Expertise:
Intermediate
What is the general idea?
Here is an overview of how we will proceed to construct spline basis functions.
In fact, this is how most basis function systems are constructed.
First we begin with the simplest possible prototype for a basis function.
We call this prototype a mother function, Φ(t). This is our simplest
Lego block, as it were. Next, we apply three operations to the mother function:
Lateral Shift: We displace the mother function along the t axis,
often by defining the displaced version to be Φ(t  δ), where δ is
the amount of the shift. This operation essentially moves fitting
power to where we need it.
Scale change: We change the concentration or lateral variation of the
mother function, or a shifted version of it, by rescaling t to obtain Φ(βt).
The operations can be combined into linear transformations of t to
obtain
Φ(β(t  δ)).
Smoothing: We operate on the mother function to increase its differentiability.
This is the most sophisticated of the three operations.
The shift and scale operations are too simple to require further comment at
this point, but we now need to focus on how spline functions are made more smooth.
How does this smoothing operation work?
First, let the mother basis function be just about the simplest function that
we can imagine, aside perhaps from the constant function. This is the unit
box function, defined as Φ(t) = 1 if 0 ≤ t < 1, and 0 everywhere else. This
is a primitive type of spline function, and is of order 1 or degree 0. It has no
smoothness whatever. See Figure 1 for the mother box function and a laterally
shifted version.
Figure 1: Two box functions. The blue box is the mother basis spline function
of order 1, and the green is the result of shifting it to the right by one unit.
Now let's apply a tilt to the mother box function by multiplying it
by the function whose value is t if 0 ≤ t, and 0 if t
< 0. The result will be the right triangle function TL(t) = t,
0 ≤ t < 1, and 0
elsewhere. Note that the right triangle will be on the right side of the function,
and the vertical side is positioned over 1.
At the same time, we shift the original box function one unit to the right to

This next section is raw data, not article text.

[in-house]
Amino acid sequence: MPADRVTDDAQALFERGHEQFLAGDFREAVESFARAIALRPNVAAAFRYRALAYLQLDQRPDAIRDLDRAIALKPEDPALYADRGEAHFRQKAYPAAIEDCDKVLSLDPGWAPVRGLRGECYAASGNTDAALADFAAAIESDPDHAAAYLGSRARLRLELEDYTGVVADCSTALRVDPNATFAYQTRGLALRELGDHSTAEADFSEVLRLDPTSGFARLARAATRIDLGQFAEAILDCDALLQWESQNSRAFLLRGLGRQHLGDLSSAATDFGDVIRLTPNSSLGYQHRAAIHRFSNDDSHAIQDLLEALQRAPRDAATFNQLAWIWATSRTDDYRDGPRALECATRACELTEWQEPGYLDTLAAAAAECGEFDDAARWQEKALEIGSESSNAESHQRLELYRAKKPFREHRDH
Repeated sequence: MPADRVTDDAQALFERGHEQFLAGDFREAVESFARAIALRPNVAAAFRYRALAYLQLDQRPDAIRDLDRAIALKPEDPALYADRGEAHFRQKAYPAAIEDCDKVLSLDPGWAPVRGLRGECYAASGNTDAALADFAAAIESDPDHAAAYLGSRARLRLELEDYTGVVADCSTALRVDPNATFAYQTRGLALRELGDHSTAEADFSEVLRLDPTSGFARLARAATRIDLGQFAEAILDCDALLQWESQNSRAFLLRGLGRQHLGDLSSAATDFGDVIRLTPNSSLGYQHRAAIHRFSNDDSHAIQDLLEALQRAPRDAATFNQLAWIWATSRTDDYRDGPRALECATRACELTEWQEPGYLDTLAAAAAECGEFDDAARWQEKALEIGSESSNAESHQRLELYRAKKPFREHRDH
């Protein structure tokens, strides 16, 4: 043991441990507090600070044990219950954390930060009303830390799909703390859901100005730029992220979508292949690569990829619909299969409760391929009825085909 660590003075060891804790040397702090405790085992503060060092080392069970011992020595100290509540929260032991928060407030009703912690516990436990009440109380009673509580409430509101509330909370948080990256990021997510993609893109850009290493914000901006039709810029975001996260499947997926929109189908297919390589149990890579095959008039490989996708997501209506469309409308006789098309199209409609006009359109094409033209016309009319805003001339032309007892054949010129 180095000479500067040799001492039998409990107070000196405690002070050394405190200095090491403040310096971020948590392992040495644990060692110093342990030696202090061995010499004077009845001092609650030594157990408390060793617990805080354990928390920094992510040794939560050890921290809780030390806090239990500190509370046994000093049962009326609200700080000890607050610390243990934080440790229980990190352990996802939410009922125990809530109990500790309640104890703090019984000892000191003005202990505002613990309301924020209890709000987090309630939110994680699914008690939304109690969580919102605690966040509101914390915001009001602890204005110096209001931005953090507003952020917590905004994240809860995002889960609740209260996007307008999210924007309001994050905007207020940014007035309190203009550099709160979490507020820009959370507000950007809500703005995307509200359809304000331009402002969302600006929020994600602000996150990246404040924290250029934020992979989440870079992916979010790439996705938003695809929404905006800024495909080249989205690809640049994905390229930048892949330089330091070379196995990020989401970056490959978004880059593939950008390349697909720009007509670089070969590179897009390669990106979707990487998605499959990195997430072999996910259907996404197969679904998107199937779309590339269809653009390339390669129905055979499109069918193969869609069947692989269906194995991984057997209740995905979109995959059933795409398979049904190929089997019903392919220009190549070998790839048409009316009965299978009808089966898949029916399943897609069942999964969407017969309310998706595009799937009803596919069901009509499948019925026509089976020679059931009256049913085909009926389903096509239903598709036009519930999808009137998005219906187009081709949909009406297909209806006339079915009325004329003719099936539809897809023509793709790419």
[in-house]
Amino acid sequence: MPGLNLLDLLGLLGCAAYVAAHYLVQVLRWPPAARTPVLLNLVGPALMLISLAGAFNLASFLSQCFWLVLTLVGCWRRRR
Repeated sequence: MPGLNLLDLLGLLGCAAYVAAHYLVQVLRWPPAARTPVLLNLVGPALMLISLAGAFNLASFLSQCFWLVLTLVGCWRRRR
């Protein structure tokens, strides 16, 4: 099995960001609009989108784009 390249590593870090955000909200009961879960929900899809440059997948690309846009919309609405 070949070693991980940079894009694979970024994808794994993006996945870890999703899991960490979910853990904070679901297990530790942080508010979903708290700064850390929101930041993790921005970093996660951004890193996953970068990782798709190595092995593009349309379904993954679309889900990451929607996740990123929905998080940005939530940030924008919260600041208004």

obtain
Φ(t  1) = 1, 1 ≤ t < 2 and 0 elsewhere.
Moreover, let's then tilt this box, but this time on its right instead
of its left, by multiplying it by 2  t, t ≤ 2.
The result is also a right triangle, but this time with the right angle on the left
instead of the right, and and its vertical is also positioned over 1.
Finally, we add these two triangle functions together. The result
is the tent or hat function, shown in the bottom panel of Figure 2, that is 0 at
and below t = 0, 0 at and above t = 2, rises linearly to 1 at t =
1, and then declines linearly to 0 at t = 2. What we have achieved
is now a slightly less primitive spline. It has smoothness of order 2 or degree
1 since the two line segments that define it join at the single breakpoint at t = 1.
Figure 2: The top panel shows the mother box function Φ(t) in blue, and a
rightdisplaced version Φ(t  1) in green. The center panel shows the two box
functions in top panel tilted, the blue one from the left, and the green one from
the right. The lower panel shows the sum of these two functions. This is the
tent function, and is the mother basis spline function of order 2.
Figure 2 shows this process. The center panel shows the blue mother box
function in Figure 1 tilted from the left, and the laterally shifted green box in
Figure 1 tilted from the right. The lower panel shows the tent function resulting
from adding these two tilted functions together. This tent function is the mother
basis spline function of order 2.